Nehemiah prayed before he went to the king on behalf of his people. He began this prayer with praise: “Lord, the God of heaven, the great and awesome God, who keeps his covenant of love with those who love him and keep his commandments…” (Nehemiah 1:5). He went on to confess his sins and those of his people, and trusted God to keep his promises, but Nehemiah began with praise. In Sunday’s sermon, Paul McDill rightly pointed out that in praising God, Nehemiah was “telling God about God.” I think there’s one more thing though. He was telling himself about God.
If we’re going to pray, and be vulnerable in confession and bold in trust, we must have full confidence that the one who receives our confession and is endowed with our trust is worthy of these things. What if, as we begin to pray, we remember that our God is “the Father of compassion and the God of all comfort” (Corinthians 1:3), who loves his people “with an everlasting love (Jeremiah 31:3)? What if we remember that God created the sun, moon and stars (Genesis 1:14-19) and is “able to do immeasurably more than all we ask or imagine” (Ephesians 3:20)? What if we recall that the Lord has made the heavens and the earth by his great power and outstretched arm — that nothing is too hard for him (Jeremiah 32:17)? What if every time we go to God in prayer, seeking him for help or guidance, we begin by remembering who he is?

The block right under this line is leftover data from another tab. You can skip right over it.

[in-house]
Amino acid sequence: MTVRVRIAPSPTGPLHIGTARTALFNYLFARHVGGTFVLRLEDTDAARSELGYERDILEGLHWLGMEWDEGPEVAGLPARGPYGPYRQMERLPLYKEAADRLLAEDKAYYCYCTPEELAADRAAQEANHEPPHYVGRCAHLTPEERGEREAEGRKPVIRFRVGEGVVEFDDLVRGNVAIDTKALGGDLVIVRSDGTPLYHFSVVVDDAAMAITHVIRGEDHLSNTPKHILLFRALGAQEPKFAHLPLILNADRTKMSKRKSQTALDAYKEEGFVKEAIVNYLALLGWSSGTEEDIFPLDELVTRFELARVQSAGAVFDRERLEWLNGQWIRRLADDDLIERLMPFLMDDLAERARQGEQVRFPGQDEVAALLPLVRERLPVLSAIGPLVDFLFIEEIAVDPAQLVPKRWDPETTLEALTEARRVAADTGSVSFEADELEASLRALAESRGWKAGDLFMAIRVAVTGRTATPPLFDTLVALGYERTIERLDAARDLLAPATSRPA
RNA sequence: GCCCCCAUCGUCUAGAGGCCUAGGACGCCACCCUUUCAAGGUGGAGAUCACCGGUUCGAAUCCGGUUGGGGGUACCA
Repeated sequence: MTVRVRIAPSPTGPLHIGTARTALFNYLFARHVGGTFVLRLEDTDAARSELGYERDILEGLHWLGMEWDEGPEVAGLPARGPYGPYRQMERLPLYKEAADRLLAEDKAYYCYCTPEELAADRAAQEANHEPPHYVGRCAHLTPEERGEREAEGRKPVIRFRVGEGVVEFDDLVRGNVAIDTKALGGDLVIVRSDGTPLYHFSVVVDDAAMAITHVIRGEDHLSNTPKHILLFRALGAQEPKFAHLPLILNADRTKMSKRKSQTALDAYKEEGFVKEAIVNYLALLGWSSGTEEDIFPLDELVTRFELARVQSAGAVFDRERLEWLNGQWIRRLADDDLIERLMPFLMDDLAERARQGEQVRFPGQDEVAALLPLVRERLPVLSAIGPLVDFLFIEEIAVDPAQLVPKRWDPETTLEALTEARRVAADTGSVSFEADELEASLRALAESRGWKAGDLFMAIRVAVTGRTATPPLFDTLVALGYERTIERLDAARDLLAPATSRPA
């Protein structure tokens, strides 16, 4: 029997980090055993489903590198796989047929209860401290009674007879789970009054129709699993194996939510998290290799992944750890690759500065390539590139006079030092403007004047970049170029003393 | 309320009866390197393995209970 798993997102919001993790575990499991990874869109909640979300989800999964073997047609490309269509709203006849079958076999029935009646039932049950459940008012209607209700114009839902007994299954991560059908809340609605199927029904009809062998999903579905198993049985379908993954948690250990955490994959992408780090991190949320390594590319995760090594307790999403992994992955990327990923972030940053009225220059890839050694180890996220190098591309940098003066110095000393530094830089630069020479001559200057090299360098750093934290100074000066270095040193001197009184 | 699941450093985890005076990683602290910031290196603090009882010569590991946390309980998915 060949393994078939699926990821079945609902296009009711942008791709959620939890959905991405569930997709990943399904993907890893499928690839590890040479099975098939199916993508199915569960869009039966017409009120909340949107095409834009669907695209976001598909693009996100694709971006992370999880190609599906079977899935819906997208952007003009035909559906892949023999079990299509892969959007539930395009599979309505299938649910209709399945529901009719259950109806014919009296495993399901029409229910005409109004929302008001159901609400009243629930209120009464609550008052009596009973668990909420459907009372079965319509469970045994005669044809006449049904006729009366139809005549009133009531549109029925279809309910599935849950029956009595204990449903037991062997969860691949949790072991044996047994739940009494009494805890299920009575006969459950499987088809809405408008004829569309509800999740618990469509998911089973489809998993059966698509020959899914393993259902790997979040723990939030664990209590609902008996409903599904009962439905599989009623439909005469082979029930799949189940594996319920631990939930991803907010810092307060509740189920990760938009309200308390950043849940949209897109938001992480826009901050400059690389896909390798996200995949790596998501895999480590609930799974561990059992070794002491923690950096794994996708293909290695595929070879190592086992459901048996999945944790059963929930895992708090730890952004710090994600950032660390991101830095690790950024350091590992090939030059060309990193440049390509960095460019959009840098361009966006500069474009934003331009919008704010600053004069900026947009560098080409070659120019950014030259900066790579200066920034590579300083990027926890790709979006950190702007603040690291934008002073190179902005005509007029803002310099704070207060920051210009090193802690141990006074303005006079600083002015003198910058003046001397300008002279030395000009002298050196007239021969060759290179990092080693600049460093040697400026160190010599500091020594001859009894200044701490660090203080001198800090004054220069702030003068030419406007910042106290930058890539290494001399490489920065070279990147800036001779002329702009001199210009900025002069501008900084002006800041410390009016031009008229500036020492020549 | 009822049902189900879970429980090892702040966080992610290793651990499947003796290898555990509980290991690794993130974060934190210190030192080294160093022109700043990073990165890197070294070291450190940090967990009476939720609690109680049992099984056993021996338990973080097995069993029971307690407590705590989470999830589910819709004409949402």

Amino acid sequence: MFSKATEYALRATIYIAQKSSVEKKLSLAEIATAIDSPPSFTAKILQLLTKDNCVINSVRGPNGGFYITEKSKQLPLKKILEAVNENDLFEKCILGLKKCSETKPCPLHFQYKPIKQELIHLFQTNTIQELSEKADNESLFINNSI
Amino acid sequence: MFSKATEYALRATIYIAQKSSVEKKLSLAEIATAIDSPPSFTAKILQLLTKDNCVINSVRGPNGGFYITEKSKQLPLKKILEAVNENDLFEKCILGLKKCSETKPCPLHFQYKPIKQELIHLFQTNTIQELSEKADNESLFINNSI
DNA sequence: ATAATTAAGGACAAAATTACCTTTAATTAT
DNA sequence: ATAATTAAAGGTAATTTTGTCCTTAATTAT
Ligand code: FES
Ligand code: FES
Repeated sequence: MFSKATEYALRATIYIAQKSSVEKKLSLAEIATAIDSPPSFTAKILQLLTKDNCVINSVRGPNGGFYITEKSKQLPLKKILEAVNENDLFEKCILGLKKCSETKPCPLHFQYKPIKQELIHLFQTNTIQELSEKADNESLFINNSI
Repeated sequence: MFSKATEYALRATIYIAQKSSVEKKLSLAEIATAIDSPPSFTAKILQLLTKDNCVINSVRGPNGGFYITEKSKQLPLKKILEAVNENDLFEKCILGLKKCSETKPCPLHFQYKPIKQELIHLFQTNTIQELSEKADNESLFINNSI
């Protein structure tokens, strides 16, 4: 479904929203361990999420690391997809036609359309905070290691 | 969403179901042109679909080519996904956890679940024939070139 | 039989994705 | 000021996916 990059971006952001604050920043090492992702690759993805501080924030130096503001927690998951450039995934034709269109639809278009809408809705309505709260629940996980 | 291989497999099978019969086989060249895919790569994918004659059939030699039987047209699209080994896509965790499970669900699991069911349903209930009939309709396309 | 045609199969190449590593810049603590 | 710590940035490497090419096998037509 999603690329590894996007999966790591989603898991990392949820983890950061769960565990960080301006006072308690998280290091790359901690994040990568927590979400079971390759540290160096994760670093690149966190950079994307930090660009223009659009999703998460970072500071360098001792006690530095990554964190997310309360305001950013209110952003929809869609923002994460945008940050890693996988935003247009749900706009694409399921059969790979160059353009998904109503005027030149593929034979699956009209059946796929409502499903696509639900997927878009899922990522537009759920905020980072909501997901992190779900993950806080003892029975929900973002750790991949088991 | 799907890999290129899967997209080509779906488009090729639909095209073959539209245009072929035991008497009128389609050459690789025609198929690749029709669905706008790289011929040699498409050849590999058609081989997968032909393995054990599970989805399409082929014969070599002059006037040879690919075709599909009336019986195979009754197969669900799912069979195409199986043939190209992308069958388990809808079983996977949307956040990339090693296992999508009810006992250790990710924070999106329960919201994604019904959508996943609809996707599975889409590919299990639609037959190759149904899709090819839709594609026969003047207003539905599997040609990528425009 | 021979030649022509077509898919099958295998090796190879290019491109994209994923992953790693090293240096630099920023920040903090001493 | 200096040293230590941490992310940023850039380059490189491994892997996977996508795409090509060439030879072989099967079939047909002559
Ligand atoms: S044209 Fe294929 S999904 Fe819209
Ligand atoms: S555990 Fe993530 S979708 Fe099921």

What if I praise? I will have confidence that I am forgiven and free, even though I know I don’t deserve it. I’ll know that if I talk to God about my pain, he can provide comfort. I’ll believe that maybe the thing that I’ve just about given up on is really possible. I’ll be willing to try again to make that change I need to make, to become “the best version of myself,” as Paul said Sunday. All of this will be because I’ll remember that my life is in the hands of a forgiving, loving and powerful God.